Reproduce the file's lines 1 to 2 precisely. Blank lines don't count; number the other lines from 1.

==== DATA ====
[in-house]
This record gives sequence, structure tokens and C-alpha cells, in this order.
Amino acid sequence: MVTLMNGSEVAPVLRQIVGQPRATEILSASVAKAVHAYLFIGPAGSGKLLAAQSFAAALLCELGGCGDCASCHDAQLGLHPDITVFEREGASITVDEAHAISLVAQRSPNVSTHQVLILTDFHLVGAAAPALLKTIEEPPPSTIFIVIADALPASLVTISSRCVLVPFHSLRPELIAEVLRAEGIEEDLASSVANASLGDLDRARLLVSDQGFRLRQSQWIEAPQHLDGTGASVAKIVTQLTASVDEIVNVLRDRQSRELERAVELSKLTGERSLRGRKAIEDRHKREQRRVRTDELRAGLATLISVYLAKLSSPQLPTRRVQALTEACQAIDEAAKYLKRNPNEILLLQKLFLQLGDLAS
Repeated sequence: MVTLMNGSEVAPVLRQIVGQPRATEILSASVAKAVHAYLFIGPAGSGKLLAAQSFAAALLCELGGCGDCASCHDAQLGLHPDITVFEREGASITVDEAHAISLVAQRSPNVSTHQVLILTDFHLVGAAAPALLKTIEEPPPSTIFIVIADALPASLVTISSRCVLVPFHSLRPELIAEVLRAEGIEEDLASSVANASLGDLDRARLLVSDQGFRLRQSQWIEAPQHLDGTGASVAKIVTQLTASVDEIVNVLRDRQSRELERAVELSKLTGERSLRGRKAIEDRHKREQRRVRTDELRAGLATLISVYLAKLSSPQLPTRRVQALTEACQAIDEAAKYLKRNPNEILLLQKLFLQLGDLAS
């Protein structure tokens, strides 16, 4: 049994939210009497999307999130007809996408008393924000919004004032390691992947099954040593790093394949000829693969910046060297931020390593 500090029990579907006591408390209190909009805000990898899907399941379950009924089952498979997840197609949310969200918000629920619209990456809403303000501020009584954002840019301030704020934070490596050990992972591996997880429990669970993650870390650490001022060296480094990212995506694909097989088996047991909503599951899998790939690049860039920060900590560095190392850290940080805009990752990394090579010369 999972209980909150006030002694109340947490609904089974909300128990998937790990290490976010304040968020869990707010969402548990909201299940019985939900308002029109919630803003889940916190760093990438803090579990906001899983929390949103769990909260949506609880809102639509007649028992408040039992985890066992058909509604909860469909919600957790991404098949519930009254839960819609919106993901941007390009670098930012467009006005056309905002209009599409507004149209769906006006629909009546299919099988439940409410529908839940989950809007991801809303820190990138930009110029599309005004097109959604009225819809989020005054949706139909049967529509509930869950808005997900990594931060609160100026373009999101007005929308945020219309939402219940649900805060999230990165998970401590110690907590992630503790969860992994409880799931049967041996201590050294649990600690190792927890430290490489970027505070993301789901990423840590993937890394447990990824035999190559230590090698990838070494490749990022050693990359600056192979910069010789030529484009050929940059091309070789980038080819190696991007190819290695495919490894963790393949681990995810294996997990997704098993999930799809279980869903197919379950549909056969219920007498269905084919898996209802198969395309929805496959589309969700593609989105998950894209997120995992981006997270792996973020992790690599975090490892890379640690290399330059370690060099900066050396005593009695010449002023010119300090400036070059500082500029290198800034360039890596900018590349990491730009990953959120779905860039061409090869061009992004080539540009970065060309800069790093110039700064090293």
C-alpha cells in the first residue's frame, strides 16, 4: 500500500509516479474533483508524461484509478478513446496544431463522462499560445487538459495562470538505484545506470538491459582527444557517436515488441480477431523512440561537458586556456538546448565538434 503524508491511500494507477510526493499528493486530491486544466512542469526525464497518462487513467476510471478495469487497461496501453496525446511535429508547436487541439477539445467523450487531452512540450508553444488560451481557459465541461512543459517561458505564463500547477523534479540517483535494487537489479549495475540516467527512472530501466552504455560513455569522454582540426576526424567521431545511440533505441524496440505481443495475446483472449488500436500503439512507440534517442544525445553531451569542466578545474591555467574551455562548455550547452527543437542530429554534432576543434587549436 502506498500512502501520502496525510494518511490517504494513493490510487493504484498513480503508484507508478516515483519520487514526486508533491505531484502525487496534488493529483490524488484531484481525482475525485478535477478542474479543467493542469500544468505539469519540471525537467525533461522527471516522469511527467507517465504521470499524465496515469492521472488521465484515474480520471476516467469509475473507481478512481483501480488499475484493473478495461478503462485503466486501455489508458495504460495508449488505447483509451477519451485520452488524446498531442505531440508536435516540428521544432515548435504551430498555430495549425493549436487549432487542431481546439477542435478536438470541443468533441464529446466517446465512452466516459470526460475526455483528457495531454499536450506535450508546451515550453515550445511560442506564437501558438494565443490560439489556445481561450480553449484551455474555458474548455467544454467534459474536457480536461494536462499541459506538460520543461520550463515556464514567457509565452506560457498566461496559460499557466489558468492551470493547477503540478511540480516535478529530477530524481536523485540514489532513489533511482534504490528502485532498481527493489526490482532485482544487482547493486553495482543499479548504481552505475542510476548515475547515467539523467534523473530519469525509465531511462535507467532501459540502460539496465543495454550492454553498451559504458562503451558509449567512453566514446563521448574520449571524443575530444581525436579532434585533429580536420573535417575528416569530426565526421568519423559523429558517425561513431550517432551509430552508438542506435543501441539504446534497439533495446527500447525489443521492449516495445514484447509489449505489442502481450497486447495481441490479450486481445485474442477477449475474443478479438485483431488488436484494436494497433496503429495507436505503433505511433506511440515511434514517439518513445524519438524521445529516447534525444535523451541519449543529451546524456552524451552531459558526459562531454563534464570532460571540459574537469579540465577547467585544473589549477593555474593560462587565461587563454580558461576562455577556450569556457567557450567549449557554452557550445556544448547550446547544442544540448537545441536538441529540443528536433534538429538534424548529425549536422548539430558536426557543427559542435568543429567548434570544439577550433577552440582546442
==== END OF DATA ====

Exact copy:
[in-house]
This record gives sequence, structure tokens and C-alpha cells, in this order.